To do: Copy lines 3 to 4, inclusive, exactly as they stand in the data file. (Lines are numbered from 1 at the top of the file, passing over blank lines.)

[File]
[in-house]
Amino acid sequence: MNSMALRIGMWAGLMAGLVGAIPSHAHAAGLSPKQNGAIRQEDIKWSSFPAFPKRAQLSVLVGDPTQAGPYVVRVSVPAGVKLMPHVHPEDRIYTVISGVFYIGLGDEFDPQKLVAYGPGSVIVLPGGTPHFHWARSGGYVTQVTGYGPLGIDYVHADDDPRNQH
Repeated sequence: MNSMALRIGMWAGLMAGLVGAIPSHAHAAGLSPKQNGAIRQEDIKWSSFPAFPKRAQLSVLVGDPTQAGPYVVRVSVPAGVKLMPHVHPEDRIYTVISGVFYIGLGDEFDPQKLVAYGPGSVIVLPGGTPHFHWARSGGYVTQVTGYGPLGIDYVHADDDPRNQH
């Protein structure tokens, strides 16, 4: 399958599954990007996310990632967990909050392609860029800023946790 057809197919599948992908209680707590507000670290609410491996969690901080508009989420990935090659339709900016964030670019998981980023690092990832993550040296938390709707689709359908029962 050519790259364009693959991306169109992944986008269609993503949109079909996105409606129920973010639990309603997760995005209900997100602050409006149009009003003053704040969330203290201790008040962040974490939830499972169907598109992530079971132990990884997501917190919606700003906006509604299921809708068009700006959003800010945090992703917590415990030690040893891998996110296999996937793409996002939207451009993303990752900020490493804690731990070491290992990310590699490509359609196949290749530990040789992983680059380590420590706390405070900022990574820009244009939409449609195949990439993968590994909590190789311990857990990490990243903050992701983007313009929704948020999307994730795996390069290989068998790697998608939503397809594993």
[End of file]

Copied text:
Repeated sequence: MNSMALRIGMWAGLMAGLVGAIPSHAHAAGLSPKQNGAIRQEDIKWSSFPAFPKRAQLSVLVGDPTQAGPYVVRVSVPAGVKLMPHVHPEDRIYTVISGVFYIGLGDEFDPQKLVAYGPGSVIVLPGGTPHFHWARSGGYVTQVTGYGPLGIDYVHADDDPRNQH
């Protein structure tokens, strides 16, 4: 399958599954990007996310990632967990909050392609860029800023946790 057809197919599948992908209680707590507000670290609410491996969690901080508009989420990935090659339709900016964030670019998981980023690092990832993550040296938390709707689709359908029962 050519790259364009693959991306169109992944986008269609993503949109079909996105409606129920973010639990309603997760995005209900997100602050409006149009009003003053704040969330203290201790008040962040974490939830499972169907598109992530079971132990990884997501917190919606700003906006509604299921809708068009700006959003800010945090992703917590415990030690040893891998996110296999996937793409996002939207451009993303990752900020490493804690731990070491290992990310590699490509359609196949290749530990040789992983680059380590420590706390405070900022990574820009244009939409449609195949990439993968590994909590190789311990857990990490990243903050992701983007313009929704948020999307994730795996390069290989068998790697998608939503397809594993």